Swedish 90'ies sensation The Cardigans were a band that a lot of people were waiting to see, especially when they had promised to play their hit album "Gran Turismo" in complete. I don't know what the fans thought of the gig, but for me the band looked like they were just going through the motions. Sometimes the energy of a band on stage can make them enjoyable to watch even though one doesn't care for the songs, but this time there was no such luck. The band was simply boring and lifeless. We walked away after a few songs, so it's possible that they found some energy later on. I hope that the fans who had waited for this a long time got their money's worth.
As a late replacement to Children Of Bodom, Amorphis were rocking on the main stage and they were at least more lively than The Cardigans. With this gig, the band has now played 6 years in a row at Ruisrock - that must be some kind of a record!
PMMP is a phenomenally successful Finnish duo who just had a three-week run at number one on the charts with their latest album. Their Ruisrock show was a big one with a lot of lights, pyrotechnics and a whole lot of people on stage. Now it was the time for the energy to overcome the songs, as I found the band's performance quite entertaining, even though I don't really care for their music. The girls Paula and Mira have a strong grasp of show(wo)manship and their songs were highly popular. I'm quite sure that they were the biggest draw of the day, as it was almost impossible to move in the crowd during their set. They had people singing along and dancing even in the back corners of the area. That's saying something because usually the fan-mania is limited to the few dozen metres closest to the stage.
Another popular domestic artist was Chisu, a 30-year old songstress who has released three big-selling albums so far. She took the stage looking very much like one quite iconic international superstar, as you can see from the photos...
Chisu's soft vocals and well-known pop hits made her one of the most popular acts of the day. To me her music is a bit bland, but apparently it's suitable to the Finnish radio stations and the lyrics touch a nerve with a lot of Finns.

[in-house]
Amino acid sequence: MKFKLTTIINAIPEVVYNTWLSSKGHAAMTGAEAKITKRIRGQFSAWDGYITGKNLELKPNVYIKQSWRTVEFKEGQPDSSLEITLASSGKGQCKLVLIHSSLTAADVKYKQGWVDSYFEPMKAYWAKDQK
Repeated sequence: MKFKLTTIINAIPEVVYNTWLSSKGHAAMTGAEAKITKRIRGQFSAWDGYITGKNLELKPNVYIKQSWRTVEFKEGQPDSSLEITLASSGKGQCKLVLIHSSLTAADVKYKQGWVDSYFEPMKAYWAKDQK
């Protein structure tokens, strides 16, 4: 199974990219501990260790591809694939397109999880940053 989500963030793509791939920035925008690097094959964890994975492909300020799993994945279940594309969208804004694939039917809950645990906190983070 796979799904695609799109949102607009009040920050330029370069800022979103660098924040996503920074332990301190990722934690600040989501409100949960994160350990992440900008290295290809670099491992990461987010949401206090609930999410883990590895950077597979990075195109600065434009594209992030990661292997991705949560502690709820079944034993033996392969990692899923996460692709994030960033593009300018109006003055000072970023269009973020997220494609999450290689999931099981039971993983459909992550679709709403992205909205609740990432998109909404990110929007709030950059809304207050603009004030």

The last two acts were the ones we were most looking forward to seeing. First of them was Michael Monroe, the band carrying the name of its' leader.
It was the 50th Birthday show for the ever-young Monroe, and there were some special guests on stage. Monroe's "The Voice Of Finland" protégé Mikko Herranen got to sing "Dead, Jail Or Rock'n Roll" with him, and a bit later Apocalyptica joined Michael on stage. As a special surprise, Michael sang a Finnish-language duet with Jenni Vartiainen, one of the biggest-selling artists in the country. They performed Jenni's hit "Missä Muruseni On" with Apocalyptica accompanying them. Monroe's Hanoi band mate Nasty Suicide joined him on stage too, as did GG Caravan, a trio of rappers, not to mention Michael's mother. Little Steven, Slayer, The Hives and many others sent their greetings via a video.
Even without all these festivities, the gig was a special one. The band rocked and had a true world-class rock star as their frontman, who did his usual Ruisrock stunts and climbed up the lightning rig and was generally all over the place. In a good way.
After Monroe's 110% performance, just about any band would have seemed a bit lame, and I'm afraid that happened to Nightwish to a degree. They had a big production with bombs, smoke and screens, but somehow they didn't blow me away. They were good, but not great, which they should have been to compete with the previous artist.
Strangely, they kicked off the set with three big hits; "Storytime", "Wish I Had An Angel" and "Amaranth". They got the crowd wild, but the more demanding and lengthy "Scaretale" somehow killed the mood. "I Want My Tears Back" and "Come Cover Me", both performed with bagpipe player Troy Donockley were good songs but maybe a bit unknown for the casual listeners, as the anxiety in the crowd seemed to increase. Instead of watching the band, a lot of people were just chatting or wandering about.
It took til' "Nemo" for the band to capture the attention of the crowd, and they held onto it with "Over The Hills And Far Away". During the last two songs a lot of people had already started their journey towards the city. That journey was once again quite interesting to say the least, a lot of accidents barely missed with fellow bicyclists thanks to the dozens of walkers on the wrong path. It was like The Walking Dead - The Live Event, only these walkers didn't try to bite and we restrained from bashing anyone's head...
Roll Tide (intro)
Despite the forecasts, the weather
was favourable for both days. On Sunday the tables were turned and a downpour started. Since the
Sunday's line-up didn't have a single band I really would have wanted to see, we chose not to go.
The headliners included rapper Snoop Dogg and reggae legend Jimmy Cliff... not something worth
spending an evening in the rain.
Review by Kimmo Toivonen